Airlines canceled more than 2,600 U.S. flights on New Year’s Day as they faced severe weather across the country and a surge in omicron infections among staff that has disrupted air travel throughout the year-end holidays.
The issues won’t be resolved anytime soon. By Saturday afternoon, the airlines had already canceled more than 1,000 U.S. flights scheduled for Sunday. Since Christmas Eve, more than 13,700 U.S. flights have been scrapped and thousands more were delayed, according to flight-tracking site FlightAware.
The travel woes come during what airlines expected to be among the busiest days since the pandemic began. Last year, the Transportation Security Administration screened nearly 580 million people, up 79% from 2020 but still off about 30% from 2019 before the pandemic.
Southwest Airlines had largely escaped some of the severe disruptions that affected rivals over the holidays, but scrubbed 473 flights on Saturday, 13% of its schedule, according to FlightAware. More than 600 others were delayed. The airline suspended operations at Chicago’s airports as of 1 p.m. local time ahead of a severe winter storm.
Southwest has more than 200 daily departures from Chicago Midway International Airport. An airline spokeswoman said that the flights were cut because planners were “anticipating the gusty winds and blowing snow that decades of our history operating in this airport show us will slow down the airspace and also make deicing and getting aircraft back into the air very challenging.” The spokeswoman Southwest didn’t have staffing issues.
The Federal Aviation Administration also slowed traffic at Dallas Fort Worth International Airport, American Airlines’ largest hub, due to staffing. Earlier this week, the agency warned disruptions would continue.
“Weather and heavy seasonal traffic are likely to result in some travel delays in the coming days,” the agency said in a statement Friday. “Like the rest of the U.S. population, an increased number of FAA employees have tested positive for COVID-19. To maintain safety, traffic volume at some facilities could be reduced, which might result in delays during busy periods.”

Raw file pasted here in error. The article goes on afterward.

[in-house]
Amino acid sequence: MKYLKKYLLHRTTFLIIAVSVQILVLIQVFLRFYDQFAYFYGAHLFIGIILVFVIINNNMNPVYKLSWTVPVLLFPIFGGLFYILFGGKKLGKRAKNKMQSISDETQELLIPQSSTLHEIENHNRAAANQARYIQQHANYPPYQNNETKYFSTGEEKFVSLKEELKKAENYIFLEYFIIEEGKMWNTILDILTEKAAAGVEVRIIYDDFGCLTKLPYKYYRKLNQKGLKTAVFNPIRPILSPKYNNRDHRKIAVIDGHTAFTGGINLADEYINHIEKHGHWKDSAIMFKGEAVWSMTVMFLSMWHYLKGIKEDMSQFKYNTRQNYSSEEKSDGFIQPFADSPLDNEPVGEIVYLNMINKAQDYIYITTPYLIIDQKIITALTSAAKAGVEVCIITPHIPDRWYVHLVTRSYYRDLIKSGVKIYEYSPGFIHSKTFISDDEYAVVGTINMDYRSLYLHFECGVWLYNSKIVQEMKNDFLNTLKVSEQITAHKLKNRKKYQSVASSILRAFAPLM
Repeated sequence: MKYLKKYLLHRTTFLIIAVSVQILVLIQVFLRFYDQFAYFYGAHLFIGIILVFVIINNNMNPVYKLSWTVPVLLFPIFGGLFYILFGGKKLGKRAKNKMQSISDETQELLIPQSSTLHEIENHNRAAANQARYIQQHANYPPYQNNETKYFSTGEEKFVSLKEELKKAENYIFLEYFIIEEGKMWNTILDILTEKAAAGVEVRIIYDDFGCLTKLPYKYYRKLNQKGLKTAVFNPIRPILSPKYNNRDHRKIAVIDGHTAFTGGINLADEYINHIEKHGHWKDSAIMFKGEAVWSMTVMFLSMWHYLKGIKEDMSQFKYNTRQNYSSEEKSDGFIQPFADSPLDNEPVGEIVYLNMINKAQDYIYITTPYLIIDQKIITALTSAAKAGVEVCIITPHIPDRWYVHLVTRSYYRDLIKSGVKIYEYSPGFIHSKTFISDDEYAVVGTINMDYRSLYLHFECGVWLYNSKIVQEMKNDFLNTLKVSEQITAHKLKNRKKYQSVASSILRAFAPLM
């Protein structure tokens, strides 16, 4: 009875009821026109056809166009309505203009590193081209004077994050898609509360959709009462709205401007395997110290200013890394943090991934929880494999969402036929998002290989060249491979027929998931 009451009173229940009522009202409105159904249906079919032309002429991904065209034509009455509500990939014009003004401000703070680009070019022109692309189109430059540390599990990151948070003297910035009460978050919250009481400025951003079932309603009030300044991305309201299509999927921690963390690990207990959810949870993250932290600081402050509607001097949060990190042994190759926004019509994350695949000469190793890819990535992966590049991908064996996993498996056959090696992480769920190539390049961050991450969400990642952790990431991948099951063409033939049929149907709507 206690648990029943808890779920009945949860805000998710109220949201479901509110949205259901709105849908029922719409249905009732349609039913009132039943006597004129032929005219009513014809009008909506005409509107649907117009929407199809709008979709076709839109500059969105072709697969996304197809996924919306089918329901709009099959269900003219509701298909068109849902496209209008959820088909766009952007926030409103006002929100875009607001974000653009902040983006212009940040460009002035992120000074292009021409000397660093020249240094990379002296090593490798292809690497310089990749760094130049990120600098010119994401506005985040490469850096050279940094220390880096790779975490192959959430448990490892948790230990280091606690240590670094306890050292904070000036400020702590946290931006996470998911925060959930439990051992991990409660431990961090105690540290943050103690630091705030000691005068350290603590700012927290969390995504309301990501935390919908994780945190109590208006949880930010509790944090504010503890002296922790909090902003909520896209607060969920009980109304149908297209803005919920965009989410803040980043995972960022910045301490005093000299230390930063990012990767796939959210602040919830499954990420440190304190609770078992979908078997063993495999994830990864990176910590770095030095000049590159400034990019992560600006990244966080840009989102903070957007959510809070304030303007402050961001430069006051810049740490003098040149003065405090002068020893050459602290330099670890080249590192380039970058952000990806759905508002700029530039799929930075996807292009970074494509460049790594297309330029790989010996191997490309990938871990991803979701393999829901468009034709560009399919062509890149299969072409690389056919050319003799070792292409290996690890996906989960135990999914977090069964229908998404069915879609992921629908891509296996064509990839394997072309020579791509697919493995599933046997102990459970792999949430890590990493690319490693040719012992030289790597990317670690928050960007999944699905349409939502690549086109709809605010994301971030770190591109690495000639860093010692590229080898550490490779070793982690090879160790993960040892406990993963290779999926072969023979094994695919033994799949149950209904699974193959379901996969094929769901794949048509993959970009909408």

While weather drove many of the cancellations on New Year’s Day, carriers including United Airlines, Delta Air Lines and JetBlue Airways have canceled hundreds of flights over the holidays, citing omicron infections among crews for many of the disruptions.
Airlines have ramped up incentives for pilots and flight attendants to pick up trips and ease staffing shortages that some executives say could last several more weeks as Covid cases continue to rise.
The Air Line Pilots Association, United pilots’ union, negotiated triple pay for aviators who pick up open trips through most of January, CNBC reported Friday. Flight attendants at United and both cabin crews and pilots at Spirit and others are also getting extra pay over the busy holiday period.
Airlines have tried to cancel flights ahead of time so that customers don’t get stuck at the airport, overwhelming ticket counters and scrambling to change their plans. JetBlue this week said it will cut 1,280 flights from its schedule through mid-January to avoid last-minute cancellations as omicron Covid infections sideline crews.
American, which operates a large hub out of Chicago’s O’Hare International Airport, canceled 208 flights, or 7% of its operation on Saturday, FlightAware data showed. Chicago-based United canceled 158, 7% of its mainline flights. Delta canceled nearly 200 flights, 9% of its Saturday schedule.
Airlines executives have said they expect travel demand to surge in 2022 and had been preparing to grow their schedules and scrambling to hire.
Southwest exceeded its goal of hiring more than 5,700 employees, including onboarded staff and extended offers, Greg Muccio, Southwest’s senior director of talent acquisition, wrote in a staff note on Thursday. The airline aims to have another 8,000 more employees next year.
The omicron variant is a new challenge for carriers, however.
“While we’re expecting a full recovery in 2022, it is going to be a year of two halves,” said JetBlue’s CEO Robin Hayes in a New Year’s Day staff memo, which was seen by CNBC. “Our traditional trough periods, especially these next few weeks after the holidays and as COVID-19 cases climb, are going to be tough.”
But Hayes said that JetBlue is expecting an “exceptionally busy summer and are planning to take advantage of this opportunity as we continue to expand our fleet and bring low fares to more routes.”